The single best resource for getting accurate and timely information about the economics major is the department’s own website at https://econ.columbia.edu/undergraduate/
Below is a guide to the information available on our website.
- Advisors: Office hours for the advisors are posted on this page. Students may also email their questions to email@example.com.
- FAQ: The quickest way to get the answer to a question about major requirements is to check the FAQ page.
- Transfer Credit Information: Details for getting major approval for courses taken outside of the Columbia Department of Economics are posted on this page.
- Econ Info for Students (WIKI): The department posts internal and external announcements regarding talks and lectures, publishing opportunities, research assistant positions, teaching assistant positions, fellowships, internships and employment opportunities, educational opportunities and more. This information is generally NOT sent out on the major listserv. Students are encouraged to check this WIKI periodically for new postings.You will need to log in with their UNI and password.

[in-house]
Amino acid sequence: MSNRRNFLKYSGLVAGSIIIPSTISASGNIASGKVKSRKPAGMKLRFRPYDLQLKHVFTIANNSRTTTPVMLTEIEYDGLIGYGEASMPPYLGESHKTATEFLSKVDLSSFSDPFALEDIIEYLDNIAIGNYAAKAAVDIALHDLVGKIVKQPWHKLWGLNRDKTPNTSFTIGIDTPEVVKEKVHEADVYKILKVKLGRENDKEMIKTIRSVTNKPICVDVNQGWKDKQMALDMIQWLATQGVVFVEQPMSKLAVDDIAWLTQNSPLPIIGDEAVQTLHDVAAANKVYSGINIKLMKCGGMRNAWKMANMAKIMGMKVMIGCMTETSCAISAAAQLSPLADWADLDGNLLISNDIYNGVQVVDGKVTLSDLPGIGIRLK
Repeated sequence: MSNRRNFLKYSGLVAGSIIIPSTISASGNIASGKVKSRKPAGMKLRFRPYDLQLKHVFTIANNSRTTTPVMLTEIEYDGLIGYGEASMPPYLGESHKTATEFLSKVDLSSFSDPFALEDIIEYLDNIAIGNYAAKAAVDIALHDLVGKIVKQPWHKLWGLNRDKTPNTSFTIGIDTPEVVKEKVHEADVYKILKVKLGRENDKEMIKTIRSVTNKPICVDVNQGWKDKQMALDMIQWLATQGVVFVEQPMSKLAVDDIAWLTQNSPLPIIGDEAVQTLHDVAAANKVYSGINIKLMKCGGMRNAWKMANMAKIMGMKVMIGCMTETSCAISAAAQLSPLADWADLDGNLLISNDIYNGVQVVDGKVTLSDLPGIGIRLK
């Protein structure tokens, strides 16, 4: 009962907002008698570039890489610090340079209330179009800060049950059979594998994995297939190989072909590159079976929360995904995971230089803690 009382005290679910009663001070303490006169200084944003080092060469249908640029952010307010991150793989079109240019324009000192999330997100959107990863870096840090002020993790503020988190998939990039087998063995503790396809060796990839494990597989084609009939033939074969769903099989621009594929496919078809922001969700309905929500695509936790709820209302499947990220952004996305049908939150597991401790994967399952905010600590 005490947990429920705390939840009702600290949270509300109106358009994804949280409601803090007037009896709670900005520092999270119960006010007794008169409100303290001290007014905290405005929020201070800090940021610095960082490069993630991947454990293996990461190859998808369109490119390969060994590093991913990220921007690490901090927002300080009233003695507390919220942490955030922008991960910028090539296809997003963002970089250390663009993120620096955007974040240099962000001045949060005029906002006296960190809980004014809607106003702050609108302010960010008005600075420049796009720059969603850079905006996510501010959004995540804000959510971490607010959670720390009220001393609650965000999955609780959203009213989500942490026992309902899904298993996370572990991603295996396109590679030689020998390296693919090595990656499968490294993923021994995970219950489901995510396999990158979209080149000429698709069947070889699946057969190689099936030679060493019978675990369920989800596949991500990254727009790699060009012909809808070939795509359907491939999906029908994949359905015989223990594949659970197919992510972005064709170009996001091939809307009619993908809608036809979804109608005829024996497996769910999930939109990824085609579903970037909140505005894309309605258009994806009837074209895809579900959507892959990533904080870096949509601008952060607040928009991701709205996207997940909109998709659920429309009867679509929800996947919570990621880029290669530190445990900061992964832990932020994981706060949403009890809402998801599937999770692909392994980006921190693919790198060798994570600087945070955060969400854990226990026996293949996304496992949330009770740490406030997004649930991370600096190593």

- Columbia Economics Review: The CER is an undergraduate economics journal supported by the Program for Economics Research.
- Computing and Data Resources: Programming tutorials and links to information for the 2 primary statistical programming languages used in economics courses (STATA and R) can be found on this page. The office hours for the Programming and Data TA are posted on this page, as well as, on the Advisors page.
- Registration Information: Here you will find registration information for our courses that have restricted registration (eg. corporate finance, research credit, etc.)
- Sample Programs: Economics electives sorted by academic interest and career goal.
- Senior Seminars (Registration Info and Descriptions): Posted on these two pages are the topics of the current senior seminar offerings and the registration procedures to take a senior seminar. All students should read the Seminar Registration page prior to their final year at Columbia.
- Tutors: Here you will find a link to a list of graduate student tutors in economics.
Requirements and Forms
- Checklists: Use these checklists to keep track of your progress in your major. These checklists will also alert you to some very common problems that you need to address with the department. You should fill one out as soon as possible.